This point (which is as old as Aristotle) rather undermines, I think, a lot of the discussion in these essays. But it also points up a confusion in them about what distributive justice is, as well as about the relevance of comparisons. Grading exams, for instance, seems less a case of distributive than of retributive justice (and the same goes for economics, the main focus of interest in these essays). This is because it is a sort of exchange (as economics is also essentially exchange), and the point of a just exchange is that one should end up with the same after the exchange as one had before it. Retributive justice, or the justice of exchange, presupposes, we may say, a distribution of goods and is not itself a distribution but a way of preserving the values of the distribution that already exists. So, for example, the student gives the professor a completed exam which contains the good of a determinate performance, and the professor gives back the grade that is the good equivalent in worth to that performance. When the professor, therefore, gives mediocre students the same grade as he gives excellent students, he commits injustice because he gives the mediocre students more than they had before the exchange and more than they gave in the exchange. Thereby, of course, he may also wrong the excellent students if, as a result, outsiders judge their A grades to be really equivalent to C grades (because the A grades of the mediocre students look to be thus equivalent). But this element of comparison is, strictly speaking, incidental and comes into play, not because comparison is integral to exchange, but because, in this case (as McLeod pointed out), comparison devalues what is exchanged and equality in the exchange is not preserved. The case would be similar to my lending you a $10 bill and then you returning to me a $10 bill which, because of inflation, is now worth half the $10 bill you originally gave me.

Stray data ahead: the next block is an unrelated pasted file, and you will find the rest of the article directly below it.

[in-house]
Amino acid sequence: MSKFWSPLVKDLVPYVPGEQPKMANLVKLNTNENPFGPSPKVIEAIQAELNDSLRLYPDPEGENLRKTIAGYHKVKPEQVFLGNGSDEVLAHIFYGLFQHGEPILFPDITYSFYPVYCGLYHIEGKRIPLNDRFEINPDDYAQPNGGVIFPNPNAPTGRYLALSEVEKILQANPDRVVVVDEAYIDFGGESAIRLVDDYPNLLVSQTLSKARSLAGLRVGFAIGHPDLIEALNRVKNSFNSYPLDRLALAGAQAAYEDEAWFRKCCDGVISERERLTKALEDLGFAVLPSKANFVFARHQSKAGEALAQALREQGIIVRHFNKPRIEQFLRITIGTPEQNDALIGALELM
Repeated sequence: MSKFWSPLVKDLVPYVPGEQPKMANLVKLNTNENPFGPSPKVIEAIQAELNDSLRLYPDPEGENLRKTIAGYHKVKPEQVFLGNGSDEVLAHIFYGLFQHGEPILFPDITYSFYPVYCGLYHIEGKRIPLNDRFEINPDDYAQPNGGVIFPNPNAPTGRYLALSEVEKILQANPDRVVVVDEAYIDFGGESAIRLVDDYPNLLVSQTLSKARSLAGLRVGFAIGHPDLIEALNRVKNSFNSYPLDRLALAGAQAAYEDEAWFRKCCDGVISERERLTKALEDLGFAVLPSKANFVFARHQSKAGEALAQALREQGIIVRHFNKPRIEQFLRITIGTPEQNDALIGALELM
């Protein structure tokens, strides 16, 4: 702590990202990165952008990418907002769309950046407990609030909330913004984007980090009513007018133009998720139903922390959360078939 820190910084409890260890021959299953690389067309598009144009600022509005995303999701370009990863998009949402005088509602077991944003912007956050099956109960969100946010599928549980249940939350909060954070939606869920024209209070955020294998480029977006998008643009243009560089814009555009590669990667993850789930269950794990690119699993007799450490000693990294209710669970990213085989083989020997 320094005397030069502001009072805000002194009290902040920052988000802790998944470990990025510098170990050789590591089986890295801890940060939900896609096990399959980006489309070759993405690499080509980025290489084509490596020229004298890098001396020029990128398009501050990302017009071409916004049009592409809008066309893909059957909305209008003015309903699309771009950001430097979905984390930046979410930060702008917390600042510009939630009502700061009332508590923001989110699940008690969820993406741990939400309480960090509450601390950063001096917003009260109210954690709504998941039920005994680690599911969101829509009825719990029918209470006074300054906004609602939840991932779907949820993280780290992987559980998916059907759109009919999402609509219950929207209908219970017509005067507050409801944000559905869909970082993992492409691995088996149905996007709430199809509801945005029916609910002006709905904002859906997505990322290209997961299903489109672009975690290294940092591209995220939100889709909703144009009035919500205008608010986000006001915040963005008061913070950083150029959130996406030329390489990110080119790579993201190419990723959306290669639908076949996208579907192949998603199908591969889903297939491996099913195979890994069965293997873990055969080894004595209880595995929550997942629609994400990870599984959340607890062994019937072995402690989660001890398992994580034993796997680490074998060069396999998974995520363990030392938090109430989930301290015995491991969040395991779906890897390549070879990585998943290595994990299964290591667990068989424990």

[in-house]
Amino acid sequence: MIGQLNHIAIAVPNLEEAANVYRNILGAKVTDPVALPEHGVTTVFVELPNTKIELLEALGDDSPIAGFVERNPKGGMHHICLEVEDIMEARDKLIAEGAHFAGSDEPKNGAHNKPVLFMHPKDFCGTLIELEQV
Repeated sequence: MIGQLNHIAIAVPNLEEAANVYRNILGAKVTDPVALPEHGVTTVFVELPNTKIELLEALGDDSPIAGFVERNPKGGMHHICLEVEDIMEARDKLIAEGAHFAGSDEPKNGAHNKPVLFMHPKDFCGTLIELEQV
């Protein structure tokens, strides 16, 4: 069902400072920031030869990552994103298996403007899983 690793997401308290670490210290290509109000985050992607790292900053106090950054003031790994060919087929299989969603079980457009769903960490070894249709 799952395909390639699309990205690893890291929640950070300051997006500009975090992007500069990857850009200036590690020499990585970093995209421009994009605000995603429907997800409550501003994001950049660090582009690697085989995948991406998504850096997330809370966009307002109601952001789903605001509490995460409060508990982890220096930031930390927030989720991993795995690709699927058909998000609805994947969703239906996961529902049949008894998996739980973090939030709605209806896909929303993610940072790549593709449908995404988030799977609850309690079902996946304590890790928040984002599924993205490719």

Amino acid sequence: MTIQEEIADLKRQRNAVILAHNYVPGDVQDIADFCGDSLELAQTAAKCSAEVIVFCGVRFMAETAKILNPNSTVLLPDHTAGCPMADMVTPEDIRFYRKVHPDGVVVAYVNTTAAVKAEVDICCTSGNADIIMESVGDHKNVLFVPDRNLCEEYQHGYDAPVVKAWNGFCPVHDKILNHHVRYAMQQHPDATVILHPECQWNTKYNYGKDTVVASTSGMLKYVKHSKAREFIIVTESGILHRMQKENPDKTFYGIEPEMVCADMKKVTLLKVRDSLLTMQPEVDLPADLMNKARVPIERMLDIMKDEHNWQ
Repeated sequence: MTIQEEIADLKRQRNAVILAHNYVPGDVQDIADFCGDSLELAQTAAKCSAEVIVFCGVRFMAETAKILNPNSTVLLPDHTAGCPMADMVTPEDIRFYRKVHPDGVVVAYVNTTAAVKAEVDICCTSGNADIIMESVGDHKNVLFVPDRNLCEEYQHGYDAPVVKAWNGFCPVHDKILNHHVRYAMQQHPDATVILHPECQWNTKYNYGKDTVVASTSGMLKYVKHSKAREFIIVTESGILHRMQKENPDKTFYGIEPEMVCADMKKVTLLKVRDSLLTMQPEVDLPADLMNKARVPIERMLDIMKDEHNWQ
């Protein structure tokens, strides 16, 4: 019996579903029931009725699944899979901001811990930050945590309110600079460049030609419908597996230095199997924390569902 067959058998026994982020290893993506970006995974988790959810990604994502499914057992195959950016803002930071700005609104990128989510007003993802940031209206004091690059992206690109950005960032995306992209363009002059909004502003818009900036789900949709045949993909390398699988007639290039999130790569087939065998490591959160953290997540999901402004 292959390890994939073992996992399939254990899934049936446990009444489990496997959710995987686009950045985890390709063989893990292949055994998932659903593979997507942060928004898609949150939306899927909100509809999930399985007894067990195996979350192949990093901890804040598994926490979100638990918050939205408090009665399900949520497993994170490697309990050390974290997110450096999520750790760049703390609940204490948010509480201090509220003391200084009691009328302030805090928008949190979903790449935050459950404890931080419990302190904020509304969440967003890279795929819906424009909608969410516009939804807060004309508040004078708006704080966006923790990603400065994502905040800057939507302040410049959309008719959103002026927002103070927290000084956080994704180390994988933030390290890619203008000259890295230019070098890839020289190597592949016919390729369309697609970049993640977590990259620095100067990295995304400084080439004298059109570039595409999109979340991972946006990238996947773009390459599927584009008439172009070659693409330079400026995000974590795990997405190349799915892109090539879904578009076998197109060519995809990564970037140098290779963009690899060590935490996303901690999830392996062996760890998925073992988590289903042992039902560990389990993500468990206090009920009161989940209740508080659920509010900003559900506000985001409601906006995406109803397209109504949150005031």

Distributive justice differs from retributive in that there is no numerical equalizing of absolute and pre-existing amounts in the before and after of an exchange. Instead, there is a something to distribute and persons among whom to distribute it, and justice concerns making the respective shares correspond to the respective deserts. Of course, there is going to be a question as to what the correct principle of desert is, but determining that question precedes the determination of the justice of the distribution and is not part of it. For instance, in distributing shares to political office one has first to determine what principle of desert to follow. Will it be wealth, or success in campaigning for votes, or birth, or virtue, or something else? When one has determined that (which is perhaps the most important of political questions), one can then distribute office accordingly. And it matters not here whether the offices available for distribution are great and powerful (because the country to be ruled is great and powerful) or the reverse (because the country to be ruled is small and weak). In other words, unlike in the case of retributive justice, no question of absolute desert (or non-proportional desert) arises. A citizen of a small and weak country does not deserve the office of a great and powerful country just because he is extremely wealthy or virtuous. He only deserves whatever office available in his own country is to his deserts as other offices available in that same country are to the deserts of his fellow citizens.